—Carl Bernard Schwartz, Sacramento
I was sitting on the train
chatting with a chap I knew from work
mid-sentence in fact
when suddenly there was an urgent ring
followed by a rapid exchange of dialog in a foreign
tongue from a land beyond where the tracks extend,
even farther away than what Alaska’s celebrated
hockey mom can see over the horizon.
The train continued to stop at the regular places
but those stations now had unpronounceable names
using combinations of consonants that simply
don’t appear in the English language. Ever.
Instructions printed in bold red letters at emergency exits
transformed into gibberish, nonsensical expressions so
out of this world that no diagrams could be called upon
to elaborate on or explain what they meant.
When the train punctually arrived at my usual stop,
I awaited the standard reminder to exit with your baggage.
Instead, a garble of frantic voices, almost white noise came
over the PA, followed by 4 distorted gun shots, and then
a pregnant silence set the stage for a Tower of Babel
broadcast of announcements. I could discern just
a few familiar English phrases: Hurry! Jump now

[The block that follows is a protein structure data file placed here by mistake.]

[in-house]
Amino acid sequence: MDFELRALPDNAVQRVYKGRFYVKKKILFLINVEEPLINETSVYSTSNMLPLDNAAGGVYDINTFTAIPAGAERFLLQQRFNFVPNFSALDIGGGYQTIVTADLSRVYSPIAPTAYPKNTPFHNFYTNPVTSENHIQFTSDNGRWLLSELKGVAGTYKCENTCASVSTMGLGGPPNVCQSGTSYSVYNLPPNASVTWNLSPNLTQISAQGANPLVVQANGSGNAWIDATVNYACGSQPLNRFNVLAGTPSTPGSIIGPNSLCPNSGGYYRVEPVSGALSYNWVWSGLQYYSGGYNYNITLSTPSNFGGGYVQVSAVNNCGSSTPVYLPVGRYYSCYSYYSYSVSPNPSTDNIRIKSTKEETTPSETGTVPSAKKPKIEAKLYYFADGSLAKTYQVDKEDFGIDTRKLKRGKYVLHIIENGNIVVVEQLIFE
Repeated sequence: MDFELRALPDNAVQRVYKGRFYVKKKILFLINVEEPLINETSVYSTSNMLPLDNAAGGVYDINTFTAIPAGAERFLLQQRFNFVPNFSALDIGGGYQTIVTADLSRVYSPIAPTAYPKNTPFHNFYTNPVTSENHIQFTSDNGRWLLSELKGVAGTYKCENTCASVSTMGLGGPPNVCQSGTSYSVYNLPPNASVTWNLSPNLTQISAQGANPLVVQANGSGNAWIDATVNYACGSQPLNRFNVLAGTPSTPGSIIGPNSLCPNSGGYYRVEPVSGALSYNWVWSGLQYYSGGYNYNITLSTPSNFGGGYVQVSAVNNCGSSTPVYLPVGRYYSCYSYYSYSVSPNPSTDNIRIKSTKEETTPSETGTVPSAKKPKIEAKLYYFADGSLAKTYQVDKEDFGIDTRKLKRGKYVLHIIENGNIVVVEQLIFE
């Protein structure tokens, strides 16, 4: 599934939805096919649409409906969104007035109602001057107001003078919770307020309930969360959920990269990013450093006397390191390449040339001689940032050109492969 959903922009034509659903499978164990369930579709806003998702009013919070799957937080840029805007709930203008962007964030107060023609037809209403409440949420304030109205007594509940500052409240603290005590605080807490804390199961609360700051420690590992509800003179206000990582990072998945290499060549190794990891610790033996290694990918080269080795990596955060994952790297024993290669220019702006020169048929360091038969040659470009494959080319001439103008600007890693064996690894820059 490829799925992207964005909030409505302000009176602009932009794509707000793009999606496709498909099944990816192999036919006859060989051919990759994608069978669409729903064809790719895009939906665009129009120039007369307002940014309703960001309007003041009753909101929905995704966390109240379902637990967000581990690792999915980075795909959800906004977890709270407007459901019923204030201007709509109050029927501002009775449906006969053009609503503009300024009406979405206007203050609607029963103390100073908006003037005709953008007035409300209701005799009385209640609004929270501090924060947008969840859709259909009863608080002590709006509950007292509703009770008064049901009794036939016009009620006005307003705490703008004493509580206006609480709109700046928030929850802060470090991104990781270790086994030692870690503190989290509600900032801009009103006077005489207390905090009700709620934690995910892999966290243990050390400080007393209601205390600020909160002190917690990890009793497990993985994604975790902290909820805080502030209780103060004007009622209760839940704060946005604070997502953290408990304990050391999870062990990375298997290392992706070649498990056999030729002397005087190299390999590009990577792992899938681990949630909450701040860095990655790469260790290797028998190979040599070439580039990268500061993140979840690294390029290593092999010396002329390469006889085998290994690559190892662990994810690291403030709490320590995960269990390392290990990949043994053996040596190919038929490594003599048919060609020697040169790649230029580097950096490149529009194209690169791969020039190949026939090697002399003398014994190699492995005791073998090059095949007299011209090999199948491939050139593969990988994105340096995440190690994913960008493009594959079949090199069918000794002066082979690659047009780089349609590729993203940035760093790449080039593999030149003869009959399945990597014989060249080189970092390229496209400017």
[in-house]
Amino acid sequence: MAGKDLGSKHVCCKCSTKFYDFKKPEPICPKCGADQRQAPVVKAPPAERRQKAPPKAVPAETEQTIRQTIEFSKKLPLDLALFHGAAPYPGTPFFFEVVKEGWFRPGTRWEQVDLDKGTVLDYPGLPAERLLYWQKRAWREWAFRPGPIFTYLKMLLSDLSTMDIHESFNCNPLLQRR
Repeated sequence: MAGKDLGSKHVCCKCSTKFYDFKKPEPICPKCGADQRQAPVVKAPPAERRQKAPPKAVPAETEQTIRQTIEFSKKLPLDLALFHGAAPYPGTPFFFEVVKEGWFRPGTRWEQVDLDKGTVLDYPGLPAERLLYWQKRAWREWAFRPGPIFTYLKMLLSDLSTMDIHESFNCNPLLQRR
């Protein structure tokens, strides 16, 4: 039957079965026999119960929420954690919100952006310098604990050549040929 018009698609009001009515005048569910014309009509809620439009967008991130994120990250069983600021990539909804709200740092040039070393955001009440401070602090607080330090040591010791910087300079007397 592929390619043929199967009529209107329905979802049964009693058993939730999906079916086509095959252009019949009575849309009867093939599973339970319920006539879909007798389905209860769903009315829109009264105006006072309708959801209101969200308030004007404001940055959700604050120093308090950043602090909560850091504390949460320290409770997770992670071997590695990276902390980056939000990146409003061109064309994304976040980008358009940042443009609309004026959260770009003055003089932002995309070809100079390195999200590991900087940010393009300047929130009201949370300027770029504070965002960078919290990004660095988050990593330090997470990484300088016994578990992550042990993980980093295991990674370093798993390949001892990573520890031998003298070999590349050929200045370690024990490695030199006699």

or die! repeated endlessly like airport parking instructions.
At that moment, the chap from work ended the phone call
and we both descended the stairs taking us off the train.
“See you at lunch, Bob.” “Don’t be late, Frank”
Another Monday at work, just like all the rest.
THE TRAIN TO ROME
—Jeanine Stevens, Sacramento
We leave a noisy town with smooth
running trains and pinpoint lights.
Tourists eat a heavy meal.
Brown tobacco smoke clouds
the compartment. A porter sells gum.
We pass walled towns and well fed cattle.
On the hills, black cypress cut shapes
in a parchment sky, and we see a lake,
so emerald green, it must be full of memories.
A stopover at a small village,
some going down steps taking photos,
chatting without seeing.
Workmen whistle in a new building.
An old woman with small hard feet
carries a pot of milk; her walk is not gentle.
A flute plays soft notes under a banyan tree,
and a little drum throbs,
inviting a crow’s ragged call.
In the fading light, two fist shaped owls
gurgle like stones rattling in a tin box.
The horizon beams blue-violet,
a shade that only comes with age and hot sun.
On my return trip, I think everything
will change, nothing will look the same.
Hello, Benin! Techno-phobe that I am, I just discovered the “Stats” section of blogspot; it has the capability of showing me which countries' citizens are reading the blog at any given time. Yesterday afternoon, someone was reading from Benin (!), in addition to US, Canada, UK, Poland, France (was that you, Ann Privateer?), Iran, and South Africa. On Thursday, 229 people checked in from the US, 22 from South Korea, 21 from Canada, 15 from the UK, 7 from India, 6 from Iran, and 5 each from Australia, France, Japan, and Russia. Last week we also reached Brazil, Spain, China, and Germany. Last month we reached the Netherlands, too, and Denmark. See where your poems are going? Awesome, in the old-fashioned sense of the word! (According to the stats, those people are reading The Ophidian, too.)